by Elisa Chavez
The last time I can remember visiting New York, I was sixteen years old and staying in the southernmost tip of Manhattan. The entire city seemed like a blur of fast walkers, overpriced boutiques, and homicidal taxis, and I decided then and there that I could never, ever, ever live someplace that was quite so overwhelming.
Last week, I got on a plane and flew out to NYC for a week’s vacation, where I found that things had changed. Sure, people still walk like they’re out to burn rubber, the price of a sweater will make you cry, and traffic laws appear to function more as abstract guidelines than actual rules, but the city will surprise you. Sometimes tucked away down side streets, sometimes in plain view, and sometimes if you just happen to be in at right place at the right time, you’ll see a reminder that New York City is full of people who are working to make their neighborhoods vibrant and welcoming for themselves and their families.
The really interesting part is that a number of these public-space and support-our-locals initiatives bear a striking resemblance to what’s going on in our very own San Francisco.
1. Summer Streets
Kind of like: SF’s Sunday Streets
I first came across New York’s Summer Streets program in the form of almost being flattened by a convoy of bikers. A little girl teetered happily on her tricycle while I flailed, so it seemed that navigating the whizzing throng of wheeled death was a skill that locals of all ages had mastered. It turns out that bikes are only a small part of NYC’s Summer Streets initiative; each summer, for three consecutive Saturdays, the city closes down a major Manhattan thoroughfare to cars, and promotes biking, walking, dancing, yoga, and occasional rock wall climbing.
I didn’t feel the need to boast that SF’s Sunday Streets program extends from March to late October this year and even if I had, I don’t think anybody would’ve hopped off their bikes to listen.
2. Madison Square Park
Kind of like: Patricia’s Green, Hayes Valley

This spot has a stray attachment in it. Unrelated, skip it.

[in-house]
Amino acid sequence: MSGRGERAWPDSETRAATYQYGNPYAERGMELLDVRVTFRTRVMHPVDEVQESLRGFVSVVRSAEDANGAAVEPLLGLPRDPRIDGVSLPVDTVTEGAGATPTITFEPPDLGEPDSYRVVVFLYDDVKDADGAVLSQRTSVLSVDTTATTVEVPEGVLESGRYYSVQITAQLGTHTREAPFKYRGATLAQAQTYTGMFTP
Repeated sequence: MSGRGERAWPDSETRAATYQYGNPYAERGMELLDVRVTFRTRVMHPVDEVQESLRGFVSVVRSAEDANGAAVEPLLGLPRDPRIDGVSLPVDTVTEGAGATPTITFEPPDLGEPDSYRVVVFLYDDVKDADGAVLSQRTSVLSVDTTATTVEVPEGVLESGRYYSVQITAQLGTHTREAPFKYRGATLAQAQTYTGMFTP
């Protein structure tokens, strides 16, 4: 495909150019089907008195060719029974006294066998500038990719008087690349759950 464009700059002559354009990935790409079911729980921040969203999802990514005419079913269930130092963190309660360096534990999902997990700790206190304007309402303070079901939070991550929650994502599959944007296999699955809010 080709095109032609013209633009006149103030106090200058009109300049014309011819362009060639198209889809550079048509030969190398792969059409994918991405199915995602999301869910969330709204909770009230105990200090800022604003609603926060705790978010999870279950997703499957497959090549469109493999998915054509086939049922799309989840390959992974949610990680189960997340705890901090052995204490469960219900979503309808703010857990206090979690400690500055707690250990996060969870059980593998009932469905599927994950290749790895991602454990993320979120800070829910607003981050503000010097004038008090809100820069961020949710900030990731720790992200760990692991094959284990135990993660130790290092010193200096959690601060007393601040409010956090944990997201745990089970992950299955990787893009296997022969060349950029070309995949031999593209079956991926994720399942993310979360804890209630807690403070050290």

I ventured to Madison Square Park for what my Jersey-born friend assured me was the main attraction, the Shake Shack. Calling the one-by-three-blocks a park rather than a lawn or five trees, would have seemed bizarre to me before I moved to San Francisco, but due to my urban acclimation I found it downright expansive. The Shake Shack provides what is arguably the park’s central hub (we waited in a thirty-minute line for our milkshake and custard), but Madison Square Park also has free wifi, a dog run, a playground, a lively music program, and installations of public art.
Although we had our Shake Shack adventure after dark, the congenial vibe, attention-craving dogs, and outdoor art reminded me a lot of noontime at Patricia’s Green– though the Shack’s peanut butter fudge custard, while delicious, can’t quite match up to Smitten’s made-while-you-wait daily ice cream flavors. The real advantage to NYC’s scene is the heat: August in New York provides the type of weather that makes you feel as if eating ice cream is not only justified, but required.
3. The Market NYC
Kind of like: San Francisco Arts Market
Ditching our guide on a New York pizza tour, we staggered aimlessly through the neighborhood called NoLita (North of Little Italy) until we came across a bright sign reading The Market NYC. A gym by weekday, from Friday to Sunday the space becomes a warehouse full of local designs, featuring screen-printed tees, handmade jewelry and apparel, leather goods, and more. The vendors were all unfailingly gregarious, chatting with me pleasantly even when all I wanted to do was gawk at their creations and add to my growing pile of business cards.
The Market is protective of its local vendors. When I asked if I could take pictures for this blog, I was told that only official photography was permitted. (Indoors, that is; my outside shot of their sign was kosher.) We’ve had Urban Outfitters copy somebody’s bag, they explained. I’m glad that the Market NYC is doing their thing; it was a real privilege to witness some of the craftsmanship and imagination of New York’s local designers. I’m even glad that they’re a little suspicious of outsiders like me: I think it shows a commitment to creating a safer arts community.
Now I’m back in San Francisco– back to my own streets, my own pizza, and reliable recycling bins on every corner. But in mulling over my trip to the East Coast, I find that I’m warmed by what I experienced there. In New York, as in SF, people are claiming urban public spaces as their own. The steps they take are familiar– if it were a dance, we’d all know how to do it and sometimes I felt a kneejerk, hipster reaction of but my city did it first/better/first and better. However, I realize that when it comes to building stronger communities, originality is overrated. What really matters is that everyone feels they have a place at the table.
Or in the bike lane.